Eating More in Winter? You’re Not Alone
I swear I find myself eating more now that it’s winter. I blame my constant snacking on the cold, shorter daylight hours, basically anything and everything other than myself. As it turns out, people do have a subconscious urge to over-eat, especially in winter. (Thank you internet!) There are a couple of reasons that drive us to eat more during winter.
Reasons Why I May Be Eating More…
1. It’s cold out
2. Being less active
4. Winter blues
5. We believe we will gain weight! Yes, because we already believe that we will gain weight means that we’re already setting ourselves up for failure. However, if you do end up reaching for more calories this winter, it’s important to eat sensible foods that are good for the body and eyes.
It’s cold out and all I want to do is shovel hearty soups, chicken pot pies, and scalloped potatoes into my mouth but it’s best to eat complex carbs. It takes your body longer to break them down and these type of carbs contain less sugar. What are complex carbs? A few examples are oats, barley, brown rice, and whole grain bread. I’ve listed a couple of easy ways to incorporate complex carbs into your diet.
Broth-Based Soups: Make sure your soups are broth-based loaded with beans and vegetables instead of cream based. The soup will taste just as hearty and filling without the calories and healthier.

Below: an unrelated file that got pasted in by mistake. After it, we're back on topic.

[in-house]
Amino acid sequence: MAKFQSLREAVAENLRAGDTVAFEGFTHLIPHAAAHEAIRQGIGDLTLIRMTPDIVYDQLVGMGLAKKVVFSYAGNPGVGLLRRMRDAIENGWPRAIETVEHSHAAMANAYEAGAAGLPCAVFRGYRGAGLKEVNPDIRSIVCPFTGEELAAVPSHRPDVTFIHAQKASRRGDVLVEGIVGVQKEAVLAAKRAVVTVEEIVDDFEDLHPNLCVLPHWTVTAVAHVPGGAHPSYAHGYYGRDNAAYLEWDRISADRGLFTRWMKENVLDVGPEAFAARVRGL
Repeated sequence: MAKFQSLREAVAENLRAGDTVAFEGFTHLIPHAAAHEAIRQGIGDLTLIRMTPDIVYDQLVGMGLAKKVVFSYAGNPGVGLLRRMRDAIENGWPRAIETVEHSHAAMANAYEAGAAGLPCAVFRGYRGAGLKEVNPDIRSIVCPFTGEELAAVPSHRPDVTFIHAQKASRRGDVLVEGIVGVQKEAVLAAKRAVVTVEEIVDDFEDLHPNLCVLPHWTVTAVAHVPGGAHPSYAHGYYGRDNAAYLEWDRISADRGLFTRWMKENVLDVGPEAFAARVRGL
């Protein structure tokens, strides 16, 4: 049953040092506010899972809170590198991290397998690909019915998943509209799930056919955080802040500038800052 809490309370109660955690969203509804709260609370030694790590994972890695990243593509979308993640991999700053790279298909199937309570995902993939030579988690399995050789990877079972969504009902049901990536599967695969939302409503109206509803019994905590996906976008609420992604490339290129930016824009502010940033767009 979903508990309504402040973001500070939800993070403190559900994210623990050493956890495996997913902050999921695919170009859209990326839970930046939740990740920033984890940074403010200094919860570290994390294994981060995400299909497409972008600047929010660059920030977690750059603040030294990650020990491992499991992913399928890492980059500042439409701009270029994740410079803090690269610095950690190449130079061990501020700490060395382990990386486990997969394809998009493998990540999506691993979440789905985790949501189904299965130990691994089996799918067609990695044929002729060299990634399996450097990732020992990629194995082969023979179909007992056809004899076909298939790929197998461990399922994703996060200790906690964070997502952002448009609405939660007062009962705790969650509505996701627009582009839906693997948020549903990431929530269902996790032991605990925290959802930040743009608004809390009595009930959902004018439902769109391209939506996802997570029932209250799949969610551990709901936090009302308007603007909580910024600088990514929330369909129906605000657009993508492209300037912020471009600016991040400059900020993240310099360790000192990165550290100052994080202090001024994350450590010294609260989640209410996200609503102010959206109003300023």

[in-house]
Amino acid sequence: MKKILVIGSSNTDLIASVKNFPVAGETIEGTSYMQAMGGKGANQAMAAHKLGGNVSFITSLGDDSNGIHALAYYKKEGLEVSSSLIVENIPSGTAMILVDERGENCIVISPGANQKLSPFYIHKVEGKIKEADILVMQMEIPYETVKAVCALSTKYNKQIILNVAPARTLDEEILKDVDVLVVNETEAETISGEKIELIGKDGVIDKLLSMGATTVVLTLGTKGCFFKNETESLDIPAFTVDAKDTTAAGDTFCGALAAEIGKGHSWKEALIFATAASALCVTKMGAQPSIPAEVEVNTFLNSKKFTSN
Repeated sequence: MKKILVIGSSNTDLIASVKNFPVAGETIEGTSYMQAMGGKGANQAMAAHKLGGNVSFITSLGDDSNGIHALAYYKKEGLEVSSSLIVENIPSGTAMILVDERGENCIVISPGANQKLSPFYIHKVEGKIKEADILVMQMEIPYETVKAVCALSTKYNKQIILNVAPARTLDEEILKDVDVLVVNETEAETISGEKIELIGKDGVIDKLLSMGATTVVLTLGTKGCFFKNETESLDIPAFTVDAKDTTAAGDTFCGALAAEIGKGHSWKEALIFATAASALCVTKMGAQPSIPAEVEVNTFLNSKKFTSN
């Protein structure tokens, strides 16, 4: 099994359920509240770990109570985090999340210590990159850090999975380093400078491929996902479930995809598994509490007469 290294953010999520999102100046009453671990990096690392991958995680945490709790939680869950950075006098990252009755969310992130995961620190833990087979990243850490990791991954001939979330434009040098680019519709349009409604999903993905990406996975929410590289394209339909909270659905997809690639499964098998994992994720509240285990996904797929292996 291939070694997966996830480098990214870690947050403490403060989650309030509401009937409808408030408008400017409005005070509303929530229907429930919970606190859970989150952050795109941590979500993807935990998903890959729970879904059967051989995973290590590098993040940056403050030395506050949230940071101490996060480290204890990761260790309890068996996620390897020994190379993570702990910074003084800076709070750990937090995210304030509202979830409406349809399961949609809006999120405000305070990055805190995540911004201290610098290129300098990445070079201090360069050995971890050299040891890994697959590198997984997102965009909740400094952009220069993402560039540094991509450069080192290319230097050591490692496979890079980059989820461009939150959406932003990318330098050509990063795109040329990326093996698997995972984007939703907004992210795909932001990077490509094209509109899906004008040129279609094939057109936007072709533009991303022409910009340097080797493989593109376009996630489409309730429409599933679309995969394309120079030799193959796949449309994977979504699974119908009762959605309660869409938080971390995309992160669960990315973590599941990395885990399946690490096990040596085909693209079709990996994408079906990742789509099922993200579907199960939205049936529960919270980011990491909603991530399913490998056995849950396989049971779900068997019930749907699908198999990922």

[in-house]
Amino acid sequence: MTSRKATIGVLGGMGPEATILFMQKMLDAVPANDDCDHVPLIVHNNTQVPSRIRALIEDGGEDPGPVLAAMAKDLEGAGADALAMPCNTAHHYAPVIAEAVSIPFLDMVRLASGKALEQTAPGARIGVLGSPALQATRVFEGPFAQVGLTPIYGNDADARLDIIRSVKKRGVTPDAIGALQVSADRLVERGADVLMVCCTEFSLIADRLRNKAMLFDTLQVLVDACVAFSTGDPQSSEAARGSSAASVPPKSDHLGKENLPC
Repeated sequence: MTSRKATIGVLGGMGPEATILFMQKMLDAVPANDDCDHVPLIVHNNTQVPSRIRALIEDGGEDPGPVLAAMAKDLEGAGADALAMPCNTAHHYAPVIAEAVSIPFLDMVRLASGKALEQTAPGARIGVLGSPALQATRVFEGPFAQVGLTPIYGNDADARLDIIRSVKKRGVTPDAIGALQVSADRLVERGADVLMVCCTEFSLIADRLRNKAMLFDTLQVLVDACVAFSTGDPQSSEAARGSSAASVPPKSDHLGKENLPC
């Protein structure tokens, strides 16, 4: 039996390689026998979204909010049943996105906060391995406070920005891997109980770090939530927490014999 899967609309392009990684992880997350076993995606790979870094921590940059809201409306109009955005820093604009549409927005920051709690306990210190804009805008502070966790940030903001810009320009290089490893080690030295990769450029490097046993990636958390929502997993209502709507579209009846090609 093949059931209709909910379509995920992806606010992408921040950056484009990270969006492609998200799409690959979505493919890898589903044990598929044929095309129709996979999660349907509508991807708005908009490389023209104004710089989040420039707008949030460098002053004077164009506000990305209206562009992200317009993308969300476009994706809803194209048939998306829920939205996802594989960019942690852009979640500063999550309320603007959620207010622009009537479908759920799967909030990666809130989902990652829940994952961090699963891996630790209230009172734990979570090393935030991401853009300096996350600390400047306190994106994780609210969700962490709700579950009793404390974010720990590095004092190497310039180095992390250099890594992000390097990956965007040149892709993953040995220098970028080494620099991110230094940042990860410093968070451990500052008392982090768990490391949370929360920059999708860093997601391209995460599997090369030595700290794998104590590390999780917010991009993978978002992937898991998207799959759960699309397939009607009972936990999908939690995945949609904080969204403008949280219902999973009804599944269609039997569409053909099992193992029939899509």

Sweet Potatoes: Make the switch to sweet potatoes, squash, and pumpkins. Sweet potatoes are full of beta-carotene which are good for your eyes. It’s easy to make sweet potato fries. Cut a sweet potato into thin strips and then roast in the oven with a little olive oil, add season and a bit of salt.
Brown Rice: Always, Always choose brown rice. While white rice mixes well with sauces, it’s best to stick to brown rice. White rice is processed and is stripped of many vitamins and minerals.
Popcorn: Great guilt-free snack! Popcorn is a whole grain, full of complex carbs and fiber.
Good for your Eyes
Wild Salmon: Rich in omega 3 which will protect the tiny blood vessels in the eyes. Cook whole in your oven or eat them raw. Just make sure the salmon is fresh if digesting raw.
Bell peppers: May reduce age-related macular degeneration (AMD). Just one cup of bell peppers contains 3 grams of fiber and your daily recommended dose of Vitamin A and C. Chop them up in your salad or throw them in with your meat.
Turkey: Loaded with Zinc and Vitamin B3 will help prevent cataracts. Make some ground turkey tacos or roast one for dinner.
Carrots: Carrots contain a lot of vitamin A and E, which will reduce the impact of Cataracts and age-related macular degeneration. Throw them in your salad or roast them in the oven.
Spinach, Kale and Dark, Leafy Greens: These antioxidants act like natural sunscreen for your eyes. The vitamins from greens will protect your eyes from harmful rays. Steam them, stick them in your salads, or make a spinach dip.
Blueberries: Are packed with antioxidants and may help reduce your risk of cataracts, and glaucoma. Also, they improve learning and memory capacity. Blueberries may fight the side effects of Alzheimer’s, prevent heart disease, cancer, and other conditions. Eat them raw, in yogurt or make a pie, either you can’t go wrong with Blueberries.
Good for your Body and Eyesight
If you find yourself hungry and reaching for the box of chocolates, remember to reach for foods rich in vitamin and complex carbs too. Eat the right foods today will lead to a better you later in life. Get your eyes to check every year is important too. Call us or request an appointment today to make sure your eyes are healthy.